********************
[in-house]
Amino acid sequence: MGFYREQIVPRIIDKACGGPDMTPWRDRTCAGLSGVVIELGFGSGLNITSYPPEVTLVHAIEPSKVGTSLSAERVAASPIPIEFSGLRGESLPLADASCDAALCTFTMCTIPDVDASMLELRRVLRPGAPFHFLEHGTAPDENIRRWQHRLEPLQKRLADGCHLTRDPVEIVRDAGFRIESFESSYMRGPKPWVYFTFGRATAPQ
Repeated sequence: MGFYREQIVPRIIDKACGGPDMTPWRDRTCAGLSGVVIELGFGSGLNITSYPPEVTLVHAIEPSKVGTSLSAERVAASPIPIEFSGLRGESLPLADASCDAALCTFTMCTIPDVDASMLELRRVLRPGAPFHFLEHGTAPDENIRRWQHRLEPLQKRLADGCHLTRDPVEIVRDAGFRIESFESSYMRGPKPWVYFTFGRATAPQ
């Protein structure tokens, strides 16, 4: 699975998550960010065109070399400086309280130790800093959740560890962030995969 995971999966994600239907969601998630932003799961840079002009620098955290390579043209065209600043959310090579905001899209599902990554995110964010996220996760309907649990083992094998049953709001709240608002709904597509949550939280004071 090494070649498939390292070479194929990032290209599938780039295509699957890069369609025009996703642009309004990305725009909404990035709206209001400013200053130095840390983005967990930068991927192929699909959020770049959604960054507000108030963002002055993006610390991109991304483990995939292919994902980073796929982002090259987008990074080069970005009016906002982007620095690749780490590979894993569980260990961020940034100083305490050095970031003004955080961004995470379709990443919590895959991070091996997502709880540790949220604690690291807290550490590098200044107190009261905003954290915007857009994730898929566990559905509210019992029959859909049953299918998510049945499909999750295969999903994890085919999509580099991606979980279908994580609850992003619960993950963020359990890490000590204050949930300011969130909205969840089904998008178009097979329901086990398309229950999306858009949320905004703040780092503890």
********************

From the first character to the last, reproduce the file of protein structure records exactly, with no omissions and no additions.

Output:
[in-house]
Amino acid sequence: MGFYREQIVPRIIDKACGGPDMTPWRDRTCAGLSGVVIELGFGSGLNITSYPPEVTLVHAIEPSKVGTSLSAERVAASPIPIEFSGLRGESLPLADASCDAALCTFTMCTIPDVDASMLELRRVLRPGAPFHFLEHGTAPDENIRRWQHRLEPLQKRLADGCHLTRDPVEIVRDAGFRIESFESSYMRGPKPWVYFTFGRATAPQ
Repeated sequence: MGFYREQIVPRIIDKACGGPDMTPWRDRTCAGLSGVVIELGFGSGLNITSYPPEVTLVHAIEPSKVGTSLSAERVAASPIPIEFSGLRGESLPLADASCDAALCTFTMCTIPDVDASMLELRRVLRPGAPFHFLEHGTAPDENIRRWQHRLEPLQKRLADGCHLTRDPVEIVRDAGFRIESFESSYMRGPKPWVYFTFGRATAPQ
């Protein structure tokens, strides 16, 4: 699975998550960010065109070399400086309280130790800093959740560890962030995969 995971999966994600239907969601998630932003799961840079002009620098955290390579043209065209600043959310090579905001899209599902990554995110964010996220996760309907649990083992094998049953709001709240608002709904597509949550939280004071 090494070649498939390292070479194929990032290209599938780039295509699957890069369609025009996703642009309004990305725009909404990035709206209001400013200053130095840390983005967990930068991927192929699909959020770049959604960054507000108030963002002055993006610390991109991304483990995939292919994902980073796929982002090259987008990074080069970005009016906002982007620095690749780490590979894993569980260990961020940034100083305490050095970031003004955080961004995470379709990443919590895959991070091996997502709880540790949220604690690291807290550490590098200044107190009261905003954290915007857009994730898929566990559905509210019992029959859909049953299918998510049945499909999750295969999903994890085919999509580099991606979980279908994580609850992003619960993950963020359990890490000590204050949930300011969130909205969840089904998008178009097979329901086990398309229950999306858009949320905004703040780092503890």